In the 1980s and preceding decades since modern computing’s invention, data was held centrally, usually on mainframes run by large organizations. During the 1990s, with the home computing revolution and the spread of computing into the workplace, data had a brief sojourn to being locally held, on in-house rack-based systems such as SAN devices, or on the hard drive of our workstations.
Currently, data has migrated back out to be held remotely, in the so-called cloud – that is, anywhere accessible on the internet that isn’t on-premise or on-edge. Therefore, cloud storage providers looking to steal a march on competitors are seeking the latest storage breakthroughs to increase capacity, decrease access times, and lower costs to themselves and thence to their customers.
Here are three suppliers of storage systems to the cloud which have caught our eye, here at Tech Wire Asia:
Seagate has realized that digital technology is having a transformative effect on everyone’s lives, and its products and strategies are playing their part in making transformation possible.
The buzzphrase coined by the company is “global datasphere”, which it defines as “the sum of all data created, captured and replicated on our planet”.
The company’s predictions for the future have noted that as data becomes more of an intrinsic part of life, at least some of that data (and an increasing amount, year on year) will become life-critical.
Life-critical applications are those governing increasing aspects of our healthcare, of course, but life-critical data is already being collated: safety testing, fire prevention automation systems, building management systems – all of these are now silos of data on which our lives already depend.
As autonomous transport (as a single example) begins to become more widely accepted, the amount of life-critical data will increase, both of its own right but also as a proportion of all data capture.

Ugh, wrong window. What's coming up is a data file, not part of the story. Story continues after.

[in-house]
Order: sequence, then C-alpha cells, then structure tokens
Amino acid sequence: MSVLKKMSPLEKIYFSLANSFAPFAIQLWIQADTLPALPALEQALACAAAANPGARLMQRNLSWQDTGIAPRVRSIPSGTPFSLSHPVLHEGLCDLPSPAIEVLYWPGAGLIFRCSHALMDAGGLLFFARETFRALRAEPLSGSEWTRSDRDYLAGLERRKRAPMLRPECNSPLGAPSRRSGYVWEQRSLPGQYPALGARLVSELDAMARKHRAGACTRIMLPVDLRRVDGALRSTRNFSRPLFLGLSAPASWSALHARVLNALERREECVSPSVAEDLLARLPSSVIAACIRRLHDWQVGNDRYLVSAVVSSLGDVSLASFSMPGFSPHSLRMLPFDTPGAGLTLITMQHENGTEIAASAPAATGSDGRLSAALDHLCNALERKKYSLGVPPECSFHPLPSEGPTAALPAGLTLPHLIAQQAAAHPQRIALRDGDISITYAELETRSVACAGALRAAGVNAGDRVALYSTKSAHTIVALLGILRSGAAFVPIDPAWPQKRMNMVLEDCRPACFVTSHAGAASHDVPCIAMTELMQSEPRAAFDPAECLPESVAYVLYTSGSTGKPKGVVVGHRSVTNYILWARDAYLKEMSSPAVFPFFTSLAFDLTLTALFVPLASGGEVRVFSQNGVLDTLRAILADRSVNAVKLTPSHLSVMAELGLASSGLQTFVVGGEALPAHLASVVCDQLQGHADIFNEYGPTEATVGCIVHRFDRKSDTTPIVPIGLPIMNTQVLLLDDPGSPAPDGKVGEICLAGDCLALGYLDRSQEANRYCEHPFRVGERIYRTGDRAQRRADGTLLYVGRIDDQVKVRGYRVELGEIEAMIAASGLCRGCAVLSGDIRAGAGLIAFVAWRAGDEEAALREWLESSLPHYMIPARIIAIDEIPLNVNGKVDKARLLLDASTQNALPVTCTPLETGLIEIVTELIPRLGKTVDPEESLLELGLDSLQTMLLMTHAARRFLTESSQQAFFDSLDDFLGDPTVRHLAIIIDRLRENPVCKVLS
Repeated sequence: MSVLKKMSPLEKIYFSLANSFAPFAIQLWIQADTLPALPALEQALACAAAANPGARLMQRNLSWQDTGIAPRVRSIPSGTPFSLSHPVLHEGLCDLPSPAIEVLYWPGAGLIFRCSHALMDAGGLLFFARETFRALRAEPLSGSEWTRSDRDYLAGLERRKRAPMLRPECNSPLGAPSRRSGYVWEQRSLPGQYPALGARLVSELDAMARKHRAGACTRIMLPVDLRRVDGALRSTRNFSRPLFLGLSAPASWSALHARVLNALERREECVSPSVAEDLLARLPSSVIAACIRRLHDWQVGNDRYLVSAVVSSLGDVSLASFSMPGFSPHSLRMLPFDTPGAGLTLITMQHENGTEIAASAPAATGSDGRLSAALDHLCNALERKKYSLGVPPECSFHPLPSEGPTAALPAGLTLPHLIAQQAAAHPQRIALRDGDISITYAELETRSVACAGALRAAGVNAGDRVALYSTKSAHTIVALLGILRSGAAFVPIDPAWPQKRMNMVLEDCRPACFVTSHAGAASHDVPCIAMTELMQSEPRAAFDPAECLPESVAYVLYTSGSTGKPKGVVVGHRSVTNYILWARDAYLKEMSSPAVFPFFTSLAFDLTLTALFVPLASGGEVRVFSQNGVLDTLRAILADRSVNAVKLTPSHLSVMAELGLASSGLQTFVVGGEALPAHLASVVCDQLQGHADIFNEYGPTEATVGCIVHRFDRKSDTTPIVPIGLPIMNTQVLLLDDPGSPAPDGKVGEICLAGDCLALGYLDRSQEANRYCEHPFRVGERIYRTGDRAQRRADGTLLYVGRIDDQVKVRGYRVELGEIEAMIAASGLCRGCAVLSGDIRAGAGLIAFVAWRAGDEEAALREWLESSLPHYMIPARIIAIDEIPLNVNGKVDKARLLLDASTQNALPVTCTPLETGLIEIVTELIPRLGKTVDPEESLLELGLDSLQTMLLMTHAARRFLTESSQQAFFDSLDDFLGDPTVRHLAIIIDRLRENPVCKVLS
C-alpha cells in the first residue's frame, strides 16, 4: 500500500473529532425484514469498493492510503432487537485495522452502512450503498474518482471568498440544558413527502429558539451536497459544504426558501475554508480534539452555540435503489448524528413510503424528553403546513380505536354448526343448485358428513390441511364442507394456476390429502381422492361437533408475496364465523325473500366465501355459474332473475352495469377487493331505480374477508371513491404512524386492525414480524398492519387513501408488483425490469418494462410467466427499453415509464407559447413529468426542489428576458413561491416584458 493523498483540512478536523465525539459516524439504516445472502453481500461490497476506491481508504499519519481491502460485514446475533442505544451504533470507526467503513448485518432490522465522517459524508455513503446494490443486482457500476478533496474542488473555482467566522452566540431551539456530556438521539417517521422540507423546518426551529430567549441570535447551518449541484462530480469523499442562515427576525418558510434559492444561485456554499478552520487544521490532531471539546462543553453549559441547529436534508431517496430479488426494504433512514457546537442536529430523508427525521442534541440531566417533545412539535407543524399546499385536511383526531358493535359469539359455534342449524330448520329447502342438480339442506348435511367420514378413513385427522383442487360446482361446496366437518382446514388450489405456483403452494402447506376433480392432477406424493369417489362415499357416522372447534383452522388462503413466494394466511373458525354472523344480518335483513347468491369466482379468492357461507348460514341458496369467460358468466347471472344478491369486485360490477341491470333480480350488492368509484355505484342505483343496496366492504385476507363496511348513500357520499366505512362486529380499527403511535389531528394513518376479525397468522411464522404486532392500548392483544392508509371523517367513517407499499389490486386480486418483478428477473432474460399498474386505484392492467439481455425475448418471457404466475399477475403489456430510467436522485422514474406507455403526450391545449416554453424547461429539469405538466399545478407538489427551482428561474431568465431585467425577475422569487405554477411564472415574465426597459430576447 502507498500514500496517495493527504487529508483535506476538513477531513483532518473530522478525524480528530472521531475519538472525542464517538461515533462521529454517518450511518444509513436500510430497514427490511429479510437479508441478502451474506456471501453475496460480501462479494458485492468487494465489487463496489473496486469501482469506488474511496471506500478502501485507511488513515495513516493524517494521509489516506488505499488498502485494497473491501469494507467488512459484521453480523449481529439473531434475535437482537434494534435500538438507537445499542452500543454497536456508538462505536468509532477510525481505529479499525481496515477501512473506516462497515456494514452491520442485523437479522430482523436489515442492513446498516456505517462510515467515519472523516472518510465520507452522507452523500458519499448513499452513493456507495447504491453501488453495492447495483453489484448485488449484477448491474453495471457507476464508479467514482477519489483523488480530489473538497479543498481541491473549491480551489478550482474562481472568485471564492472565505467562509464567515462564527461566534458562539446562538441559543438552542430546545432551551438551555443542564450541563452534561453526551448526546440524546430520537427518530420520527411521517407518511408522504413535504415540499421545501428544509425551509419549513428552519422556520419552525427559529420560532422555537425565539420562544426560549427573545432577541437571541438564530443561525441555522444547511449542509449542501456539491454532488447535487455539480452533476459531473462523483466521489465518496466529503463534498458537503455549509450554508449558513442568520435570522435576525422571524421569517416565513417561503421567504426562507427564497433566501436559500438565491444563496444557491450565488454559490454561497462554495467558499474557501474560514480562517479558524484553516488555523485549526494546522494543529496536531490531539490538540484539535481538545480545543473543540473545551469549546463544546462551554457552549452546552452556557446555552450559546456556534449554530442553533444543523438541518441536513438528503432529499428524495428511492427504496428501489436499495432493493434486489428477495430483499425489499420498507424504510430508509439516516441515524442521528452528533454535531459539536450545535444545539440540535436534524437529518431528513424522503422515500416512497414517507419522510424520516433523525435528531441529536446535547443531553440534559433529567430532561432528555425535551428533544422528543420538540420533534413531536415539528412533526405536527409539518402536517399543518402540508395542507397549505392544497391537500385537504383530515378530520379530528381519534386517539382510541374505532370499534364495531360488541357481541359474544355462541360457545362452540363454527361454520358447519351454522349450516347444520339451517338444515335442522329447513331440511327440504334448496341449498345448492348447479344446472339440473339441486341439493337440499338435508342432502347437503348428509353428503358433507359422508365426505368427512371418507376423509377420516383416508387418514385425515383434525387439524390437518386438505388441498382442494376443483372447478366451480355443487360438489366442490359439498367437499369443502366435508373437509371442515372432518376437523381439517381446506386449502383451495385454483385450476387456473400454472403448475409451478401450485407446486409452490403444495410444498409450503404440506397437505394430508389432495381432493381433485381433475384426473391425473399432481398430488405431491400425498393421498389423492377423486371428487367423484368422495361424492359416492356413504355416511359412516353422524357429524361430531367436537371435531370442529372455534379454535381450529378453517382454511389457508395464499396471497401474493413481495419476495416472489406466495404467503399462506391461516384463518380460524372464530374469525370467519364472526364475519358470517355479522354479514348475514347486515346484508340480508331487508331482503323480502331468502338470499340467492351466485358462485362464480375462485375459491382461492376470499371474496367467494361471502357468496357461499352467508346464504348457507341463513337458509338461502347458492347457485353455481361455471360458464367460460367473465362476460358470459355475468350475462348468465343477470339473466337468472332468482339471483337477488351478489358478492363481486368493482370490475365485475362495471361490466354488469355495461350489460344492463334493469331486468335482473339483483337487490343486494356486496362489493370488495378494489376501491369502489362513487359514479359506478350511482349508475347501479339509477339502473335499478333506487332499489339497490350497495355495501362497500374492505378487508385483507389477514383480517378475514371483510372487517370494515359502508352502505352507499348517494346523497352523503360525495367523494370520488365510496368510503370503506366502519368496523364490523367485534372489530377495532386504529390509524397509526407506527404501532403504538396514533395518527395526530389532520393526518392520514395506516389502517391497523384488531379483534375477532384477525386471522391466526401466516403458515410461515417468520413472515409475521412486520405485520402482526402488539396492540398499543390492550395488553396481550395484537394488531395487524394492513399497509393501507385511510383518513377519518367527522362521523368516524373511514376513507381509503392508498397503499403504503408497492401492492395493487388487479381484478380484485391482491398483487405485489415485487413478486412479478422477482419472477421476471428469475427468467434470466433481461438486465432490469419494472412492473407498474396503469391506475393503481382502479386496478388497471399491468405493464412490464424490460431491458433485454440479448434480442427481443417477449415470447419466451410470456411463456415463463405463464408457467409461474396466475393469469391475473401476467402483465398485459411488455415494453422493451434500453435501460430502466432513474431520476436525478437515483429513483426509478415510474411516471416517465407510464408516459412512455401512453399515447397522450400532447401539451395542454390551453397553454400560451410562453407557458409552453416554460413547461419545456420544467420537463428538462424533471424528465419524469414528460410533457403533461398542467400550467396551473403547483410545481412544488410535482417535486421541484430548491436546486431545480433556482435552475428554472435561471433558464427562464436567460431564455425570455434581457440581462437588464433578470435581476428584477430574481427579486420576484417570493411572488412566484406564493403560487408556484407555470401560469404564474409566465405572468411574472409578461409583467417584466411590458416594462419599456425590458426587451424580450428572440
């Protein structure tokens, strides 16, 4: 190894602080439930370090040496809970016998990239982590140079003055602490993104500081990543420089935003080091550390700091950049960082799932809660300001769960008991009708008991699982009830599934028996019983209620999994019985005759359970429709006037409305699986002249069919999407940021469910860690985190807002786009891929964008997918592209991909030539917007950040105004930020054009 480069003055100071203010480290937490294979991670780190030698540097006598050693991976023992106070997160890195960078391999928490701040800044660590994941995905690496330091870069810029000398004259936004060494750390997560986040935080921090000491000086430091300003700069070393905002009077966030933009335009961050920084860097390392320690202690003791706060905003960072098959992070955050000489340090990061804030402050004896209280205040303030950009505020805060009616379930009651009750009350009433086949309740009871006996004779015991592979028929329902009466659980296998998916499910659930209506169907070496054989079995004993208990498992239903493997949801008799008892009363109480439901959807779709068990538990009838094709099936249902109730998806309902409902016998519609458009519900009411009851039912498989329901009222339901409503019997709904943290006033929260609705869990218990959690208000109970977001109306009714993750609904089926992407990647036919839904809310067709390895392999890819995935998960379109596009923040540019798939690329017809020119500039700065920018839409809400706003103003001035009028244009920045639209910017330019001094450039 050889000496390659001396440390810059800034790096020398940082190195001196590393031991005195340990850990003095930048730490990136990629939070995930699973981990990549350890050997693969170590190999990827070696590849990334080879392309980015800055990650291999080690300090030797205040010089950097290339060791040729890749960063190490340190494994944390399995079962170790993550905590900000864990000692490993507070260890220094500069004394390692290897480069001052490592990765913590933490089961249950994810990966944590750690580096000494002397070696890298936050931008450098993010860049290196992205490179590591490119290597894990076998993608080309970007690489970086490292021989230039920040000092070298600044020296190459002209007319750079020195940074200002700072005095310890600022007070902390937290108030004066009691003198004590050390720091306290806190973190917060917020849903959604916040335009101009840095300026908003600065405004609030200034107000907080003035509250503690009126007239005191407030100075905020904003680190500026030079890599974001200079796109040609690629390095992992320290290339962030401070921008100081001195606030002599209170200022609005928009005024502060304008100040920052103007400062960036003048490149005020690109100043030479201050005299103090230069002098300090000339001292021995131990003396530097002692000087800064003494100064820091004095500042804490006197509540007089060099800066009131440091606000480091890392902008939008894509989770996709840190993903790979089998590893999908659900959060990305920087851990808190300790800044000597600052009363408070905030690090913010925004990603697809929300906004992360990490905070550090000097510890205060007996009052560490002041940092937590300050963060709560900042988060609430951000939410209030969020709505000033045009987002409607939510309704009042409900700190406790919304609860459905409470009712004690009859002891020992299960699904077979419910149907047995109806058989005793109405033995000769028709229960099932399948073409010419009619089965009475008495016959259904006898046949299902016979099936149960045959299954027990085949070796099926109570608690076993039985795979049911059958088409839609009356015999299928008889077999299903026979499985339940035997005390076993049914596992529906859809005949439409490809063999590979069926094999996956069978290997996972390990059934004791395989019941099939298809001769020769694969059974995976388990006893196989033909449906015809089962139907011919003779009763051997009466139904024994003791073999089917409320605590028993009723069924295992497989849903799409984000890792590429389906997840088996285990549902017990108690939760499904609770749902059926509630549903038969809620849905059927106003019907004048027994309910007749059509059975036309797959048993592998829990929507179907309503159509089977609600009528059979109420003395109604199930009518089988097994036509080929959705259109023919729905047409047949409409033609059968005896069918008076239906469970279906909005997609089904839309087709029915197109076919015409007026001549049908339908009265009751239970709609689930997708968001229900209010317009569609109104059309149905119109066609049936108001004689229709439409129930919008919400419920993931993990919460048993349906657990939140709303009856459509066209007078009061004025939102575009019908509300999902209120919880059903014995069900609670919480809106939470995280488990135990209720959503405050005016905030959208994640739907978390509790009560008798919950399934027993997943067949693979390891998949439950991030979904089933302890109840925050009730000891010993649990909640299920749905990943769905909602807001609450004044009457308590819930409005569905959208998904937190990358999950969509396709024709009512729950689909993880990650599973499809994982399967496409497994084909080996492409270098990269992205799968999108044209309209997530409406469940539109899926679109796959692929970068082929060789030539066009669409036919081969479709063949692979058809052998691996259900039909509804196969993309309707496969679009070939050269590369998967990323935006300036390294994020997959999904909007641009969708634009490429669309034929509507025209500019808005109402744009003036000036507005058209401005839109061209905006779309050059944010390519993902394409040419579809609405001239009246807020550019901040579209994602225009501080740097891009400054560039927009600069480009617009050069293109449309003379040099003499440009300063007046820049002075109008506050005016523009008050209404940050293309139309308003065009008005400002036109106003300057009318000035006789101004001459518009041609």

The company’s product lines currently feature three products of special note: the Nytro SSD range and the Exos X & E ranges. The latter two are ‘traditional’ HDD devices but have been developed with cutting-edge technology that elevates this once humble medium to data-center industry standard. Read their full profile…
Californian-based Pure Storage aims a sizeable proportion of its offering at businesses and organizations which are looking for a simple, plug-and-play type solution that is simple to deploy and use.
Pure’s support systems are available to all its customers, and its products’ inherent simplicity removes all mention of ‘traditional’ storage nomenclature like tuning, storage pools, caching, tiering, planned downtime, forklift upgrades, and the rest.
Their ‘Data Platform’ purports to be self-managing through predictions derived from machine learning (ML). The ML capability is drawn from the collation of all the available data from the millions of Pure’s products across the globe.
Pure Storage’s Pure1 Meta, for instance, receives telemetry data from each of the 1000s of Pure Storage arrays currently deployed. Sensors at multiple levels – from the array itself to external, connected devices – provide in excess of 1 trillion data points per day, which to date has created a data lake of more than 7PB.
Setup of Pure Storage’s solutions can be as simple as the connection of a cable or two with one hand, and an instruction sheet in the other. The self-configuration routines built into the devices can fully deploy the devices with no further involvement. “You’ll be up and running in 30 minutes”, the company’s literature states, with the storage being fully application aware.
Quantum’s storage product lines are designed to fulfill tasks in particular areas of industry specifically. For instance, it has solutions designed with broadcasters & post-production houses in mind, visual effects (VFX), virtual reality (VR) and gaming concerns, surveillance providers, and storage aimed at the cybersecurity industry – the latter emphasizing the encryption and security credentials of the offering.
Quantum’s Xcellis range is a case in point that aptly describes the full gamut on offer. It consists of the Xcellis Workflow Director and a pair of fully-redundant 1U servers. This system delivers a metadata control and client connectivity that’s fully scalable from just a few users to 100s of end-nodes and is suitable for 4K video storage, editing, and manipulation.
The Xcellis solution stores metadata on redundant SSD storage (the so-called “Xcellis MD Array”) and can be configured in combination with online storage or as standalone metadata storage.
Xcellis can use any combination of Fibre Channel and IP clients in mixed SAN and NAS topologies, so can encompass the needs of organizations with a mixture of fast access and write speeds, alongside more traditional office-style NAS storage of documents.
There are StorNext DLC clients for Mac, Windows, and Linux users providing high-end performance (equable to fiber channel connection speeds, according to Quantum) over lower cost Ethernet IP.
*Some of the companies featured in this article are commercial partners of Tech Wire Asia